Chapter 7, Presenting Your Data, covers the basic calculations that all faunal analysts should perform on their assemblages: number of identified specimens (NISP) and minimum number of individuals (MNI). These calculations can be applied at multiple scales to allow for comparisons between different areas of the same site or for comparison between sites. While other faunal analysts will be most interested in your NISP and MNI numbers, nonspecialists will benefit from other ways of summarizing the assemblage composition. Body-part profiles are one such technique. These drawings illustrate which bones of a specific type of animal were identified. For other ways to quantify and present your data, consult Zooarchaeology by Reitz and Wing (2008) and Quantitative Paleozoology by Lyman (2008).
Some general advice on preparing a faunal report is provided along with examples from actual archaeological sites. There is little standardization in animal bone analysis, and just one approach is presented here. Additional examples can be found in the online appendix (see appendix 1), which also contains photographic versions of all the bone images that appear here as line art (drawings) as well as some additional content.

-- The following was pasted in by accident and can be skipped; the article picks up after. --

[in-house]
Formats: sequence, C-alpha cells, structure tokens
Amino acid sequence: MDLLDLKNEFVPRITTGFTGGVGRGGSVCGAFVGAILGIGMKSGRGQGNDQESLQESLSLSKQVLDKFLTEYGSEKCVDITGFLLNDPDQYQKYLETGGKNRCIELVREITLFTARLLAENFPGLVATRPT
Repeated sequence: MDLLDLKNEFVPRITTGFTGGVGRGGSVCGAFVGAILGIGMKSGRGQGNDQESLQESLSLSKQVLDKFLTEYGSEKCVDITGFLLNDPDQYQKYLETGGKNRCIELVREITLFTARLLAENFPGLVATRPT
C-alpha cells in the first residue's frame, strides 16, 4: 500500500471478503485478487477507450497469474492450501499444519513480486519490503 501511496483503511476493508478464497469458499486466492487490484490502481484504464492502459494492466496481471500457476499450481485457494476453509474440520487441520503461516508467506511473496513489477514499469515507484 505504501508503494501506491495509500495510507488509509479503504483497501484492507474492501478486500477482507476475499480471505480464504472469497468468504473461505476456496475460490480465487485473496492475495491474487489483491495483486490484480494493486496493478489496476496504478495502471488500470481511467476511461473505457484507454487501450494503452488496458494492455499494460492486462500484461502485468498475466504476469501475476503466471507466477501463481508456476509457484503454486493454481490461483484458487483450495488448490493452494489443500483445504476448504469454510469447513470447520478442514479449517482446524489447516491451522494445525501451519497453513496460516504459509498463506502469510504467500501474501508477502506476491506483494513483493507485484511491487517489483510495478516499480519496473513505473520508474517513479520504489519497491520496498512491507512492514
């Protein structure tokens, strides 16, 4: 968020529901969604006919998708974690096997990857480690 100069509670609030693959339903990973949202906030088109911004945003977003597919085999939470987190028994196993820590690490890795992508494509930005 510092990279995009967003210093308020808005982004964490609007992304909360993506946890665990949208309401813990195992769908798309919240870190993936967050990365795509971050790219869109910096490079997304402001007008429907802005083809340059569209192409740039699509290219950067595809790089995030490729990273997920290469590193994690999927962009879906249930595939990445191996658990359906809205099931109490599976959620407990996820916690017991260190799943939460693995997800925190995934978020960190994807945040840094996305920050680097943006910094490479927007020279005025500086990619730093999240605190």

This book is a manual and as such is not intended for a cover-to-cover read. Instead, select the chapter or section within a chapter that fits your needs at any given time during your analysis. If you need help deciding whether a bone fragment is that of a fish, skip to chapter 3. If you think you have a bone from a bird's wing, jump to the "Upper Limbs" section of chapter 4. If you are not sure what bone you have, browse through the figures until you see one that resembles it, and read the adjacent text for clues on how to identify that type of bone.